Jenny Denton over at Denton's Sanatorium has issued another writing assignment: The Most Important Principles You Can Teach Your Children. You can read all of the offerings here. This is such a huge topic that it was hard to know where to begin. There are so many things we try to instill in our children, but I've always thought that in order to have a healthy outlook on life, we must instill self confidence in our children. A child with self confidence realizes his own self worth. He has respect and exhibits kindness to others. He has no need to bully or belittle to feel important. He has compassion for those who are sad or hurt. To me, this is the very basis of being able to give charity, a helping hand, and to be able to exhibit humility at the same time. It's the very first thing you need to be able to have confidence in the work you do each day.
When my children were little I always told them that it was their duty to stick up for others who were being picked on - that they should never sit by and do nothing while someone was being bullied. I'm proud to say that as they were growing up I saw many instances where each one of them came to another child's assistance. It took a fair amount of courage, and sometimes they got tormented themselves in the process, but they were, and are, brave people.
I feel that if children have a healthy bit of self confidence they will be leaders - sometimes they are quiet leaders, but leaders nonetheless. (Well, none of my children are quiet leaders, but that's another story...) They won't wait to see which way the wind blows before making a decision. No one will be able to talk them into doing something they know is wrong. There are so many voices talking, talking, talking to our children, trying desperately to get their attention. They need to have enough confidence in who they are, and their valued place in our Heavenly Father's plan, to be able to hear that one quiet voice that will always guide them to the right decision. It's important to have enough faith in their own ability to discern the correct answer, so they won't feel the need to rely on opinions from friends or to be tempted to think that other's opinions are more important than the whisperings from the Spirit that they're entitled to.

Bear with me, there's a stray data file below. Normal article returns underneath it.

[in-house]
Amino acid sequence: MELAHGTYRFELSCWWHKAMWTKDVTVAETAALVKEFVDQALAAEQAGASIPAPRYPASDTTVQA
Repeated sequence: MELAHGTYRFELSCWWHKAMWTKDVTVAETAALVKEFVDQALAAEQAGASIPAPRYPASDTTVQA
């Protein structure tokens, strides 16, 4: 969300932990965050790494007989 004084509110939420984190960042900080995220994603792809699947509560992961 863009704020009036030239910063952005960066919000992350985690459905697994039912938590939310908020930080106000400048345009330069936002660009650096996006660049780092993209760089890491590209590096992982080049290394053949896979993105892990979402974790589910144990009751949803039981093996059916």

Self confidence gives them the gift of courage to stand up for the right. I remember my oldest telling a friend in pre-school with perfect confidence that something the friend was doing "wasn't Jesus' plan." This same son later, while having a conversation with a friend on the phone at about age 12 said he had to hang up because it was time for Family Home Evening. He wasn't self conscious about explaining what that was - he was confident in his thoughts and actions. The other two were just as assertive, if not more so. I'm not saying that I was able to totally give them this gift - thankfully, they were blessed with their dad's assertive personality rather than my shy one - but I always tried to help them realize how smart, how capable, how important, how truly loved they were. Once children feel empowered with self confidence, they are free to be kind and charitable towards others, to have confidence that their actions and good works are important and valued, and to absolutely know they are loved by their Heavenly Father no matter what. They are not afraid to try new things, to learn new skills. Each success builds more success.
I didn't do everything perfectly (far from it) but I have good children who are, in turn, good adults and trying to teach their own children to be self confident, loving, and happy. Speaking for myself, I wish I'd had half their confidence growing up. I might have progressed a little faster. Our oldest granddaughter Lexi just graduated from preschool the other day. I'll leave you with some pictures of her on that happy day - one success preceding a lifetime of them.